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Maryland Legislature Adjourns Without Final Funding Deal

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Members of the Maryland General Assembly did adjourn on time Monday night after working all weekend to finish up their legislative session. But they did so in an unprecedented way that will likely bring lawmakers back to Annapolis very soon.

Both the Senate and the House passed operating budgets, but they did not pass the bill to fund the spending plan, which included an increase in the state income tax. If nothing changes, $500 million in budget cuts would go into effect later this year.  

When the chamber adjourned at midnight, Senate President Mike Miller (D) sounded hopeful.

"I'm not casting any blame on anybody. We got a lot done, and what we have to do now is come back into special session," he said. "And we can get all our work done in one or two days."

While Miller wasn't casting any blame, plenty of others were -- and many of them were pointing at Miller. Throughout the assembly's last day in session, House leaders accused the Senate of holding up the budget because the House had not taken any action on a bill to allow a casino in Prince George's County -- a measure that Miller vocally supported.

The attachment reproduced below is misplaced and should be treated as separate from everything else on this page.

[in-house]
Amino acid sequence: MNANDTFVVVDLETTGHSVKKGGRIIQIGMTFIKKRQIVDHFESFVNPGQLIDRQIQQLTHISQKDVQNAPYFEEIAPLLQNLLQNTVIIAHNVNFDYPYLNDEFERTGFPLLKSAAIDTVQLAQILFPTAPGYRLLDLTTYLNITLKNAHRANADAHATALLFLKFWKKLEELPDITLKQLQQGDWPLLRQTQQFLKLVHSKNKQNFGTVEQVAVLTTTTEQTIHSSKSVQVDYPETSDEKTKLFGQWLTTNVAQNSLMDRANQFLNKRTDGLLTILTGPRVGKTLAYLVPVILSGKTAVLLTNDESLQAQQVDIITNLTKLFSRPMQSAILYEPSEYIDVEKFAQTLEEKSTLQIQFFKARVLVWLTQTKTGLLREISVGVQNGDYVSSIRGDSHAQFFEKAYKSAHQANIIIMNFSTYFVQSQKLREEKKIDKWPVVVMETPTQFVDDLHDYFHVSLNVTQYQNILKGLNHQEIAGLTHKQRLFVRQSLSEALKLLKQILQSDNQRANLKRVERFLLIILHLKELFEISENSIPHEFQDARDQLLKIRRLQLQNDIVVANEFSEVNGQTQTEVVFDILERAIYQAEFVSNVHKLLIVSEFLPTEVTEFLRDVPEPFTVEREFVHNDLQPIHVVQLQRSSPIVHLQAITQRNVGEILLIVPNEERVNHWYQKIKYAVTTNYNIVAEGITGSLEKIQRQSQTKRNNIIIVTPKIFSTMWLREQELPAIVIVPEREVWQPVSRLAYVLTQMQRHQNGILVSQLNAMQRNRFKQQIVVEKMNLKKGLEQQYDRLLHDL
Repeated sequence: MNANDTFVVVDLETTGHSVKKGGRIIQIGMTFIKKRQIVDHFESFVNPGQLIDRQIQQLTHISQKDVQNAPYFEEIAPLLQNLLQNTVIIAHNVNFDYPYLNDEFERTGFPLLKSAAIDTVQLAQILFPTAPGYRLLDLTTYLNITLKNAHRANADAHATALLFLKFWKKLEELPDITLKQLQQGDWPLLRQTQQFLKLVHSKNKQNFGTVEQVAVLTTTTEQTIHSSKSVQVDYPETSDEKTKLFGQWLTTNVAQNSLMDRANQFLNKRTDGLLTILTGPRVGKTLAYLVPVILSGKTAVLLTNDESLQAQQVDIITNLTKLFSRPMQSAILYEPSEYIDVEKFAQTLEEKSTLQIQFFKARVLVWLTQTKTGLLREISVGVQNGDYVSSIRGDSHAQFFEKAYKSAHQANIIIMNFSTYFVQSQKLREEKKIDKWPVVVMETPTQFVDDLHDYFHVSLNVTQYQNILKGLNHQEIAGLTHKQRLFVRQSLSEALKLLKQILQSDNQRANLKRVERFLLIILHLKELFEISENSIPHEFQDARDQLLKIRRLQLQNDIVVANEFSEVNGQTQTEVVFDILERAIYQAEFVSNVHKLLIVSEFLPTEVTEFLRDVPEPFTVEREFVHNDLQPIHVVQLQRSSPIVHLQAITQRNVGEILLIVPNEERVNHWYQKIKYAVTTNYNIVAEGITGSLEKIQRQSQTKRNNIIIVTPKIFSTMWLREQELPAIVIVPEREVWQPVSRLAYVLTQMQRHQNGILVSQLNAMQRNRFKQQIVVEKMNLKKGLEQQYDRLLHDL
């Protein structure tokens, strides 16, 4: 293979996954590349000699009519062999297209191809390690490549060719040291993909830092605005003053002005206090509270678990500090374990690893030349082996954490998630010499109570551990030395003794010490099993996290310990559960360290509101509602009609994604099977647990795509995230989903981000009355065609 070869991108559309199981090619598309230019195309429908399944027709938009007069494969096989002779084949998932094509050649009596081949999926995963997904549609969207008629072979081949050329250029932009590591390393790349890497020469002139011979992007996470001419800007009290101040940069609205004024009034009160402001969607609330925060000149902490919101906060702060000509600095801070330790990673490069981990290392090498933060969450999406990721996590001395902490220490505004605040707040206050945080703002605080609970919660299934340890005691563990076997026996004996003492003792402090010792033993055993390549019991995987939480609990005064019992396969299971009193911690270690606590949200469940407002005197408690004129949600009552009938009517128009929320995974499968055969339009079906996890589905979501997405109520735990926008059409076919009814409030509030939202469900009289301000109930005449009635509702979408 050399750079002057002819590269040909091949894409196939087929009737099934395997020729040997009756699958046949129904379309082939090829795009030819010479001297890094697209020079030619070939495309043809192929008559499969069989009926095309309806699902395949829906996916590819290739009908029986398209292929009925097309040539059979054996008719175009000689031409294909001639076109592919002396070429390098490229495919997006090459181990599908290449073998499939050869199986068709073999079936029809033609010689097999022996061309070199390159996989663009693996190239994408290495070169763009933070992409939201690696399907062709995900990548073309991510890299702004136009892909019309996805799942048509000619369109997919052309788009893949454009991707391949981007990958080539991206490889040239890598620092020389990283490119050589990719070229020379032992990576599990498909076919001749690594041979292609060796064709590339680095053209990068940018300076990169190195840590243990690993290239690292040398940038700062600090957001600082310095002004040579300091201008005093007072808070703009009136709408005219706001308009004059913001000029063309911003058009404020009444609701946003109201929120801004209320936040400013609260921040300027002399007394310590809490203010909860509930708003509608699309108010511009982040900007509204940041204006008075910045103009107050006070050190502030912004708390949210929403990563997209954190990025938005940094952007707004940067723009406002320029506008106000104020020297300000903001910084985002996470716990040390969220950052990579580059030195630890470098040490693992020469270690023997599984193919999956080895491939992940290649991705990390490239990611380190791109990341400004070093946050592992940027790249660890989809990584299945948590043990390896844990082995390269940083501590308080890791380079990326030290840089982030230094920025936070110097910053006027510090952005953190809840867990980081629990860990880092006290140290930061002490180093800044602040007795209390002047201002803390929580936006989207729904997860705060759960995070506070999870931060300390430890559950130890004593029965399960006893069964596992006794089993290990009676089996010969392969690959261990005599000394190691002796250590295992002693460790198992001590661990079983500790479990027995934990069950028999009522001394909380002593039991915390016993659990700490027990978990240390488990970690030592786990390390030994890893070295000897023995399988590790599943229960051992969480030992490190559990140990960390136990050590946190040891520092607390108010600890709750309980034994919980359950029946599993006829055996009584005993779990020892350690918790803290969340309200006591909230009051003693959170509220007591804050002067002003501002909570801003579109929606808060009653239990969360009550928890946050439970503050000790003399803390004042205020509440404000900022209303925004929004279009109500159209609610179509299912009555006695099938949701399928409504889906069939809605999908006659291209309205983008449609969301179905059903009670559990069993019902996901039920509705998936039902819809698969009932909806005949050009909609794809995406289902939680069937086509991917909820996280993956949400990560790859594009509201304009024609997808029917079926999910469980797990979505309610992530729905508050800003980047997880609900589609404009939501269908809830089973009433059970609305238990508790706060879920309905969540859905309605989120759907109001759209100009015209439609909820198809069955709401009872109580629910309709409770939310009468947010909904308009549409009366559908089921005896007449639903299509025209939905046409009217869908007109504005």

"And in the end, we didn't get the slot machine bill for Prince George's County either," said House Majority Leader Del. Kumar Barve (D).

The House had actually okayed extending the session past midnight to solve the standoff, despite much uproar from Republicans. But the Senate did not do the same, much to the irritation of House Speaker Del. Mike Busch (D).

"The Senate opted not to extend the session and stay here and do the work of the people. They decided to adjourn with a doomsday budget," Busch said. "So, they felt the best course of action for the state was an all-cuts budget."

Gov. Martin O'Malley (D) had the final word. Speaking to reporters just before 1 a.m. Tuesday, O'Malley did not mention Miller by name, but it was clear he was talking about him.

"The republic was not founded on gambling gimmicks, on bingos, or bake sales," he said. "If we want a better state for our kids, then we better come together and make decisions that protect the people's priorities."

Only the governor can call the assembly into a special session. When asked if he he will, O'Malley didn't give a definite answer. 

"I'm going to talk to the speaker and the senate president," he said. "There were 90 days to work all of this out."

The three jurisdictions that would be hurt most under the so-called 'doomsday budget' would be Prince George's and Montgomery counties and the city of Baltimore. Combined, the three would lose close to $100 million in education funding alone.

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